The Week That Wasn’t: Gaiters, Chicken Wings, Nasal Spray

Editor’s demonstrate: In discovering the most modern COVID-19 news and guidance in Medscape’sCoronavirus Helpful resource Heart.

This week in COVID-19 news, scientists examined how smartly diverse face coverings, including a neck gaiter, blocked respiratory droplets coming from the wearer’s mouth and nose, authorities detected SARS-CoV-2 genetic fabric on frozen chicken wings, and researchers described a nasal spray they bid can also block viral infection. But you did no longer detect these headlines on Medscape. Here’s why.


Researchers at Duke University developed a arrangement to examine what number of respiratory droplets a person emits whereas carrying a face covering. The strategy employed a laser, a prism, a box, and a smartphone camera. Theydescribedthe setup and their results from checking out 14 a range of face coverings in the journalScience Advances. The explicit assessments, the authors write, “must aloof relief most entertaining as a demonstration,” because they predict a range of folks would fetch a range of results carrying the identical conceal, owing to variation in factors equivalent to their physiology, how smartly the conceal fits, head region, and speech sample.

But that is now no longer whatheadlinesmentioned about this glance. Many news outlets’ coverage emphasized one of the examined face coverings: a neck fleece or gaiter. In the researchers’ take a look at, the speaker appears to beget emitted a little more droplets whereas carrying this face covering than when carrying no face covering, although the error bars overlap in the figure depicting the replacement of droplets emitted in the assessments.

It takes a range of extrapolation to compose a claim about gaiters on the total from the single take a look at described on this glance, and the researchers’ total point that face coverings vary in their effectiveness has been demonstrated previously. We mentioned this glance ― and thediscussionaround it ― in our day-to-dayCOVID-19 Update, nonetheless we did no longer devote a plump yarn to it because its findings are now no longer unusual.

Chicken Wings

Genetic fabric from SARS-CoV-2 used to be detected on the floor of frozen chicken wings imported to China from Brazil, local authorities mentioned.CNN reportedthat the checking out did now no longer assess whether or now no longer the virus used to be infectious. Health authorities traced these that can also were in contact with the frozen wings, and none examined certain for the virus.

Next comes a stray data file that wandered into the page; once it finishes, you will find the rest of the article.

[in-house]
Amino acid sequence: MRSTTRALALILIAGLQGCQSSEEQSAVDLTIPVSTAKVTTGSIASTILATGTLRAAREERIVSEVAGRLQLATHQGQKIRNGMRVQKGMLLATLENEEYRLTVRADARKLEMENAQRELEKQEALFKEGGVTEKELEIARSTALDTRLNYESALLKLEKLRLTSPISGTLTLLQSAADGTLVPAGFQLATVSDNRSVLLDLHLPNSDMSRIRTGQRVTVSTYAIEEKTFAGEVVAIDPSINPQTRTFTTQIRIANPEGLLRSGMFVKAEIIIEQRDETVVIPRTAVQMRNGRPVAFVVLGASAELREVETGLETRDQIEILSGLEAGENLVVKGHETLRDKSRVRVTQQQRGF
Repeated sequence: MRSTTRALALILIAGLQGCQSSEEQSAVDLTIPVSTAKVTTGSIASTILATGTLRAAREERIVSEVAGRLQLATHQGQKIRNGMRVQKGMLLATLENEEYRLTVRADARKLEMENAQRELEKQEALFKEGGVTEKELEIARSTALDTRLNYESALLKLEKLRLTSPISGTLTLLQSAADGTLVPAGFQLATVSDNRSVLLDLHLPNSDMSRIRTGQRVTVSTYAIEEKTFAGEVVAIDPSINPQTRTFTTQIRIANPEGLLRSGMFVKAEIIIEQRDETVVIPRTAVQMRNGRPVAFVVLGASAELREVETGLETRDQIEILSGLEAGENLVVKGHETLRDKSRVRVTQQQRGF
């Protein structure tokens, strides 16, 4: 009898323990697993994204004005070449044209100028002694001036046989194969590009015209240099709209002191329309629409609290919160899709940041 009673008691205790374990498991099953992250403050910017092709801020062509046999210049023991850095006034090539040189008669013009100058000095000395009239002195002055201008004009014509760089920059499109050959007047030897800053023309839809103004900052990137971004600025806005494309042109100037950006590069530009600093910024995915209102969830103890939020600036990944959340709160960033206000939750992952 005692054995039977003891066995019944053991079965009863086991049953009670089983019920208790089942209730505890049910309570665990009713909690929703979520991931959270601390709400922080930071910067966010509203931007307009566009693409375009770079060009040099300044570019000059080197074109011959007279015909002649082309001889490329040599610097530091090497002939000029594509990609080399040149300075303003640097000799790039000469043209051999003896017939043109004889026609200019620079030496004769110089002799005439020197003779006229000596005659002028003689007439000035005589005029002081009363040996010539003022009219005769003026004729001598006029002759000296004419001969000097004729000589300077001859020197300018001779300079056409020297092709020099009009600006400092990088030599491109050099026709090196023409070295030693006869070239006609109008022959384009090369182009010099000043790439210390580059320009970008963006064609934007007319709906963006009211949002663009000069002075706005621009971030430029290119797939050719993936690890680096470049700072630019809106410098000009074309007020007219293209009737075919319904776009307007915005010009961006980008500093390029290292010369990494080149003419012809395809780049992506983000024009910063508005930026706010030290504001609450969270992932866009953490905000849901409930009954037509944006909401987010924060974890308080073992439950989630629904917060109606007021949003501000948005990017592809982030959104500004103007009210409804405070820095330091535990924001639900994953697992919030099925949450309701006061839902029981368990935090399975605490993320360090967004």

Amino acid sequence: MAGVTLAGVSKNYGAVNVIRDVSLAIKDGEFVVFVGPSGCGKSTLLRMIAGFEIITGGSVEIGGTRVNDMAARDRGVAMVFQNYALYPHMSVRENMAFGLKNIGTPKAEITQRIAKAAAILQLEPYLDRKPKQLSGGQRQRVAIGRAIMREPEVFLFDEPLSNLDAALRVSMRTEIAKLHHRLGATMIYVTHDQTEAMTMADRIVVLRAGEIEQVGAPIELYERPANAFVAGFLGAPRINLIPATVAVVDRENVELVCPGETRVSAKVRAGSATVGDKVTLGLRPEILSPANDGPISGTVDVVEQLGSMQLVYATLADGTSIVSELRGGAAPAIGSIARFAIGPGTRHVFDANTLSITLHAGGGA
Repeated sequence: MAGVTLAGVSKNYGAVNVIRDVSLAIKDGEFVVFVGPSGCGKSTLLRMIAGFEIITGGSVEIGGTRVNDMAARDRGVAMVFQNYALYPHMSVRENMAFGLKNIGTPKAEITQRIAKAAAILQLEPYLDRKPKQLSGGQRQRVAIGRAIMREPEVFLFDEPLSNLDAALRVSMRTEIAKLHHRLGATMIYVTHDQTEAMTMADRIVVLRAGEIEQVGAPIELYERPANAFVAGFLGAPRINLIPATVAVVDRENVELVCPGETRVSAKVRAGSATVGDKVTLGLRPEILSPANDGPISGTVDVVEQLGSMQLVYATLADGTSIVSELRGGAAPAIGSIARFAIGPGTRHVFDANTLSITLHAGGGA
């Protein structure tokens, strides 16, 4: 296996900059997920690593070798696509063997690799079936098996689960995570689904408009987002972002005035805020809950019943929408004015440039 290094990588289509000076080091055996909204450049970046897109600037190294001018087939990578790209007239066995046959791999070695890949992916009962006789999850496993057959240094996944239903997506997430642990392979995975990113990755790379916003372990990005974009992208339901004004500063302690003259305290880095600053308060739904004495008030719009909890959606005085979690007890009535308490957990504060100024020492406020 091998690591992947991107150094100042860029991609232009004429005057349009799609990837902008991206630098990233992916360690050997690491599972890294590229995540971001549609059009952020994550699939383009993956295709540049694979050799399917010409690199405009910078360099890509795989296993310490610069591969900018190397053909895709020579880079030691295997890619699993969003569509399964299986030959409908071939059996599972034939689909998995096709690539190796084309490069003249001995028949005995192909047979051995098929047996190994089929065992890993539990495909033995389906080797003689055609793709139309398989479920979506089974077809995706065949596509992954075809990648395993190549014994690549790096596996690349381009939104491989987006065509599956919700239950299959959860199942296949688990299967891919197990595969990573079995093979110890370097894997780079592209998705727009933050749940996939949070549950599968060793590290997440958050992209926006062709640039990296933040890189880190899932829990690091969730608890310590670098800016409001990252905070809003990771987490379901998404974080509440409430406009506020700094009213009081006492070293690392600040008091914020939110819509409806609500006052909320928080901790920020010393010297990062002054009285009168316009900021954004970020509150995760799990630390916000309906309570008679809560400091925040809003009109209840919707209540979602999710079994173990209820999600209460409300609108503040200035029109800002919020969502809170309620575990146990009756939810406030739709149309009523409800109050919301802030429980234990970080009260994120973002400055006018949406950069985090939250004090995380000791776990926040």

This chicken yarn is now no longer the principle of SARS-CoV-2 genetic fabric it appears that being stumbled on on frozen meals, and it would no longer swap the total steadiness of evidence about how COVID-19 spreads ― mainly thru person-to-person interaction with any individual who is contaminated. We did no longer own this yarn used to be a precedence for our readers.

Antiviral Nasal Spray

In apreprintposted to, scientists from the University of California, San Francisco, list how they developed nanobodies ― like antibodies, nonetheless smaller ― that bind to the parts of SARS-CoV-2 that interact with a cell’s receptors to enter and infect it. They yarn that the nanobodies they engineered “proved exceptionally potent” at neutralizing SARS-CoV-2 in vitro and would possibly maybe well be aerosolized for doubtless delivery by the usage of a nasal spray or nebulizer.

“These properties can also allow aerosol-mediated delivery of this potent neutralizer without prolong to the airway epithelia, promising to yield a extensively deployable, affected person-friendly prophylactic and/or early infection therapeutic agent to stem the worst pandemic in a century,” the researchers write.

We hope so too, nonetheless there is a lengthy road ahead. We did no longer masks this because we absorb now no longer are looking for to hype an experimental medicine that won’t were examined in animal devices but, mighty much less in scientific trials, earlier than it be even out of the lab or undercover agent-reviewed for e-newsletter in a scientific journal.

Ellie Kincaid is Medscape’s associate managing editor. She has previously written about healthcare for Forbes, the Wall Avenue Journal, and Nature Medication. She can also moreover be reached atekincaid@medscape.fetchor on Twitter@ellie_kincaid.

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